Astrobiology AustralasiaFebruary 07, 2018 / Written by: Miki Huynh
Martin Van Kranendonk, Director of the Australian Center for Astrobiology, doing field work in the Pilbara. Source: Eben Rose (via Astrobiology at NASA)
Australia and New Zealand are hot spots for astrobiology, with ongoing research into the origin of life and upcoming events this summer.
The Astrobiology Australasia Meeting 2018 (AAM 2018), organized by the New Zealand Astrobiology Network (NZAN) and the Australian Centre for Astrobiology (ACA), will be held June 25-26, 2018 in Rotorua, New Zealand, with abstracts due April 30. More information on the meeting is available at http://astrobiology.nz/aam2018.
As a part of AAM2018, the ACA is gearing up for another Astrobiology Grand Tour. The July 2-11, 2018 trip guides participants through key sites in Western Australia, providing a unique opportunity to swim among stromatolites in Shark Bay, camp in Karijini National Park, examine ancient fossilized evidence of life in Pilbara Craton, and more.
More details on the ACA and the research happening in Australia are highlighted at the Astrobiology at NASA website.
Excerpted from the story by Nola Taylor Redd:
The brutal deserts of Australia may not be the first place you think of when you want to study life. Yet this harsh environment has helped propel the Australian Center for Astrobiology (ACA) to the forefront of its field by maintaining records of the youthful environment of our world and providing a stand-in for Martian exploration.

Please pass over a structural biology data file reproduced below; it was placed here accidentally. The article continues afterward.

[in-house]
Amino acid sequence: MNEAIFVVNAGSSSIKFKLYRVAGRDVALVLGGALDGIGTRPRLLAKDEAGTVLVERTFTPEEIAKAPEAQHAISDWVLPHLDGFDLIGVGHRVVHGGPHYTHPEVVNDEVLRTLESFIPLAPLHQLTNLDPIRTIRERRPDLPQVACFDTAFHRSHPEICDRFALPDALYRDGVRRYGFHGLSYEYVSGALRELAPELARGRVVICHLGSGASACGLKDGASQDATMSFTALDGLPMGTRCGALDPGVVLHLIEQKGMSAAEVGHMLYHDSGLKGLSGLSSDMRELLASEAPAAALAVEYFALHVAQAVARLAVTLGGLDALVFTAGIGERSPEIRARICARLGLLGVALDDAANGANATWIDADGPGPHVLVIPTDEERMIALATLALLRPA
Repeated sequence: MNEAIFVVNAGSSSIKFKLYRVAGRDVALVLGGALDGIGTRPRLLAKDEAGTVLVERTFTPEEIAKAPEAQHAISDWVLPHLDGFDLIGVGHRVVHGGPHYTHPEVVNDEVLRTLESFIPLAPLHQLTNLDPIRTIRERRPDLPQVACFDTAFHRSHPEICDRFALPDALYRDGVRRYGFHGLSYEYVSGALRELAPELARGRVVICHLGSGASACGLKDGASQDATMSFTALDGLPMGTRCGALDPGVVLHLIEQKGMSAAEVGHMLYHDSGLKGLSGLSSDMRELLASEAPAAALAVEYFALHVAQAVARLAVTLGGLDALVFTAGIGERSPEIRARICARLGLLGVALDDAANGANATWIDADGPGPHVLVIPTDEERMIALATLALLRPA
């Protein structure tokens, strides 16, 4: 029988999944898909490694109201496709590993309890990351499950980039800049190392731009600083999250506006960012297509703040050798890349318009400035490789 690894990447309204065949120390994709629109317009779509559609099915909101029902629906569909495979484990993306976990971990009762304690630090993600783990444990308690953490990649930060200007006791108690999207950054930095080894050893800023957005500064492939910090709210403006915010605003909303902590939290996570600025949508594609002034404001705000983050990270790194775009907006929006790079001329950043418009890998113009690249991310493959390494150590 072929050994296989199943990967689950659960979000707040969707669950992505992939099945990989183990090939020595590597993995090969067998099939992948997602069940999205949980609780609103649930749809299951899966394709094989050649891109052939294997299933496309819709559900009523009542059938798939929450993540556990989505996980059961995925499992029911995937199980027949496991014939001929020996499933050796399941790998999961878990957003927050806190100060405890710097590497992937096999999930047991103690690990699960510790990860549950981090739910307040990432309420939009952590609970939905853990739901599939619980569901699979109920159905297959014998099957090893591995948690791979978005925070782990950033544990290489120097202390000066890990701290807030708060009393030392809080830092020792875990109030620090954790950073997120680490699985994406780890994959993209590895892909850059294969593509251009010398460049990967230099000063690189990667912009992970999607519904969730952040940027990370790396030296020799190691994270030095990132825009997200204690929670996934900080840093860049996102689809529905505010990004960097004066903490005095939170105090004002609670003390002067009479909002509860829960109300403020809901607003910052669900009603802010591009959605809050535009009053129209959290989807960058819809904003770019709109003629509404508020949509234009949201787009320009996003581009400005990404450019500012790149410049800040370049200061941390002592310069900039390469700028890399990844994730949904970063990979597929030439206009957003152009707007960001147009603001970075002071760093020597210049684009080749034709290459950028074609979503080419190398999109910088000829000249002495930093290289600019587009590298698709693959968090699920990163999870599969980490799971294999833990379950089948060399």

“Australia is host to what is arguably the best preserved, most complete record of early Earth, including some of the oldest evidence for life on our planet,” says geologist and astrobiologist Martin Van Kranendonk, head of the ACA.
More information on past activities and events of the ACA is available at: https://nai.nasa.gov/international-partners/australian-centre-astrobiology/.
Recap of the 2015 Western Australia Astrobiology Grand Tour
- Life Underground - Available to Play
- Electron Acceptors and Carbon Sources for a Thermoacidophilic Archaea
- Yosemite Granite Tells New Story About Earth's Geologic History
- Supporting SHERLOC in the Detection of Kerogen as a Biosignature
- New Estimates of Earth's Ancient Climate and Ocean pH
- How Microbes From Spacecrafts Survive Clean Rooms
- Radical Factors in the Evolution of Animal Life
- Understanding Oxygen as an Exoplanet Biosignature
- Recap of the 2018 Astrobiology Graduate Conference (AbGradCon)
- Astrobiologist Rebecca Rapf Receives Inaugural Maggie C. Turnbull Early Career Award